Blog

The Young Foundation welcomes contributions from many sectors and standpoints - views expressed here are not necessarily held by The Young Foundation.

Ideas, as well as people, now move more freely. We have put new models, drawn from other classes and other parts of the world, before the local people, creating new aspirations and new ideas.
Michael Young and Peter Willmott.
Family and Kinship in East London, 1957

The Changing Face of Business & Civil Society

Date: March 28 2018

Posted by: Helen Goulden

 

It’s been interesting to see the Government’s Civil Society ‘Listening Project’ taking such a broad view of civil society – which is described as all those outside of the public sector who share the mission of building a strong society and improving lives, regardless of traditional sector boundaries.

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Unravelling the spiral of debt

Date: March 20 2018

Posted by:

High Cost Credit is a key element of the Poverty Premium. Its grossly unjust and means that people on low incomes pay far more for everyday good and services than those who are better off. Our Head of Communications Lucie Russell talks about our recent High Cost Credit research in Wales on the day Michael Sheen's High Cost Credit Alliance launches and we become members.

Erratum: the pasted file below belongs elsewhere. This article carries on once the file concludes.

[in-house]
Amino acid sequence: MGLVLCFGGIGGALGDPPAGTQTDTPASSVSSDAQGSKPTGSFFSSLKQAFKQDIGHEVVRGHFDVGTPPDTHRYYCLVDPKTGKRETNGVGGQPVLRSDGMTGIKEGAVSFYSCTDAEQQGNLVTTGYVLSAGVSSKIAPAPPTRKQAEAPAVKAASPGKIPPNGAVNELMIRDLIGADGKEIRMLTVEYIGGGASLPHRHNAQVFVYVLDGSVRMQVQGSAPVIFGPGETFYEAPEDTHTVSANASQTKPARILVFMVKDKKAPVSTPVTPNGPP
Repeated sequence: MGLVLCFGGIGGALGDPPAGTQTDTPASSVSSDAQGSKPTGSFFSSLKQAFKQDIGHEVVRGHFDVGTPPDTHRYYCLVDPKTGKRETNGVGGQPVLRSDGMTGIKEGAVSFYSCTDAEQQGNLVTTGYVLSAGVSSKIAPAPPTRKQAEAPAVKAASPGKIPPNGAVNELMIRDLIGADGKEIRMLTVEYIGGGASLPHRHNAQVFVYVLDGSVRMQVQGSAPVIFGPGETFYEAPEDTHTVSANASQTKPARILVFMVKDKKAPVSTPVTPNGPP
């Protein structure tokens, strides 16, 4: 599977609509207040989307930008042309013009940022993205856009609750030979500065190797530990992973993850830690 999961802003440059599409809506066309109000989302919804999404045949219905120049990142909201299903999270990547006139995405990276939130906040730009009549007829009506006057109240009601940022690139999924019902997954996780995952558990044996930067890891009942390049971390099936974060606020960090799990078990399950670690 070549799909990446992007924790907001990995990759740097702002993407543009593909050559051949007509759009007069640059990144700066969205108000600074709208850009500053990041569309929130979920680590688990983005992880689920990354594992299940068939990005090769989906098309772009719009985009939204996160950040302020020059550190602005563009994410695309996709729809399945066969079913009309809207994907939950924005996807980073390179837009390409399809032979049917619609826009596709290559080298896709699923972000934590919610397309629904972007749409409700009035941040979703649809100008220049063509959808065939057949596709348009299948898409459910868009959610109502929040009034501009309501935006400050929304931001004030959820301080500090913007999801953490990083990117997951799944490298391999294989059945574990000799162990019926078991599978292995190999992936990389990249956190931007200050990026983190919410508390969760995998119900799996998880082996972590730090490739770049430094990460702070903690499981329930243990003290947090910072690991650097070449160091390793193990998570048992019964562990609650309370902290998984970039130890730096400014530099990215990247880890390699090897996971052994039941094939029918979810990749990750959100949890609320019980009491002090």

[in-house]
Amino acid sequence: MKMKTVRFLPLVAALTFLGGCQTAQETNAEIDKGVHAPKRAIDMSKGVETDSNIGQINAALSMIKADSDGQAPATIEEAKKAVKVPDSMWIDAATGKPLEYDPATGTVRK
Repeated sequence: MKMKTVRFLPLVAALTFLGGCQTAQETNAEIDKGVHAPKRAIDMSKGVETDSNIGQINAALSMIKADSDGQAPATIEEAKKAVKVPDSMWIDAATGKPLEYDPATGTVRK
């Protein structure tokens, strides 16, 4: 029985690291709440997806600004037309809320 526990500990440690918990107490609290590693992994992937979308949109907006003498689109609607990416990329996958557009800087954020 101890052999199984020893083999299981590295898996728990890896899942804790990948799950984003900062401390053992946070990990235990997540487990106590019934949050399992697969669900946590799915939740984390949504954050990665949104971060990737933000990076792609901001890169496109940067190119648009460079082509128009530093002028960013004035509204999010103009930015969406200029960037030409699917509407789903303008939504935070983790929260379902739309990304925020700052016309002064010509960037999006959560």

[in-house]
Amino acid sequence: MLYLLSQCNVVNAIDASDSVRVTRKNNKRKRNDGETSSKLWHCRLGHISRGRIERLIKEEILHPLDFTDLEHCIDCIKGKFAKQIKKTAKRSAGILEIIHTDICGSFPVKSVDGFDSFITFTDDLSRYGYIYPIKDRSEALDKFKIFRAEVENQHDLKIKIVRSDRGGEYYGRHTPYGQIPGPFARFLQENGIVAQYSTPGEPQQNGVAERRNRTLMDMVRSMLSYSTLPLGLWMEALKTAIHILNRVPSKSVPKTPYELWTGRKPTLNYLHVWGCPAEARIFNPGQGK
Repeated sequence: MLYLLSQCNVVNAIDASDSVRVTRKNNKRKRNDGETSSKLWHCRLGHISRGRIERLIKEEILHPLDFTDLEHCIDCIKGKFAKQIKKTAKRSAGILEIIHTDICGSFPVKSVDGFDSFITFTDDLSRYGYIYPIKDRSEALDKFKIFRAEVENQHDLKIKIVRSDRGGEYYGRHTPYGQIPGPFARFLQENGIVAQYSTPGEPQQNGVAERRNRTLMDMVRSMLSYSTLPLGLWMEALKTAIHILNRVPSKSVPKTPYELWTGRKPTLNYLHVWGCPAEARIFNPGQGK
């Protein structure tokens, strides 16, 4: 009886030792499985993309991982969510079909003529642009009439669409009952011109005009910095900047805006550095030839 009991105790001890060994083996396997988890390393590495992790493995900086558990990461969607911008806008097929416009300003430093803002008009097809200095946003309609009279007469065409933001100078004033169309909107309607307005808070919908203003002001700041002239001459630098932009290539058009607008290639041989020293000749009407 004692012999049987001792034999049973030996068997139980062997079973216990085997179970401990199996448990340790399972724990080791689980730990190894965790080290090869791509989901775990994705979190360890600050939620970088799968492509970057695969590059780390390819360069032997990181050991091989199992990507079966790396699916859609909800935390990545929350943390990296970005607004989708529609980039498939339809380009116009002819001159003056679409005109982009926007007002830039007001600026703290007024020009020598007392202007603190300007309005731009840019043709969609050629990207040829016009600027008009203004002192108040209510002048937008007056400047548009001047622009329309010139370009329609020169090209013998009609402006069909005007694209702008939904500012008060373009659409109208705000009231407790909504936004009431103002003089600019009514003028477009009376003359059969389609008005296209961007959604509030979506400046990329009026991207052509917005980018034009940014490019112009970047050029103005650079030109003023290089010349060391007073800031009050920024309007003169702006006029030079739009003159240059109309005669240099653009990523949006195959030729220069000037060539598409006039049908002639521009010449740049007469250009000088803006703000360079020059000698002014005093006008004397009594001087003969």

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How relationships change the world and where to go with what we know

Date: February 06 2018

Posted by: David Robinson (LSE)

Road arrow 

"We network and transact now more than ever but meaningful time together is being systematically displaced by fast and shallow connections". David Robinson, writes for us on how to make meaningful relationships the ‘central operating principle’ in the run-up to the launch of our Community Wellbeing Index in partnership with the Co-op UK and his forthcoming talk on this at LSE.

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Tackling social inequality

Date: November 17 2017

Posted by: Nat Defriend

 

Our Director of Communities, Nat Defriend, writes for The Fabian Society on Michael Young's legacy and the enduring recognition of the role which housing and housing policy play in creating, embodying and perpetuating social inequalities.

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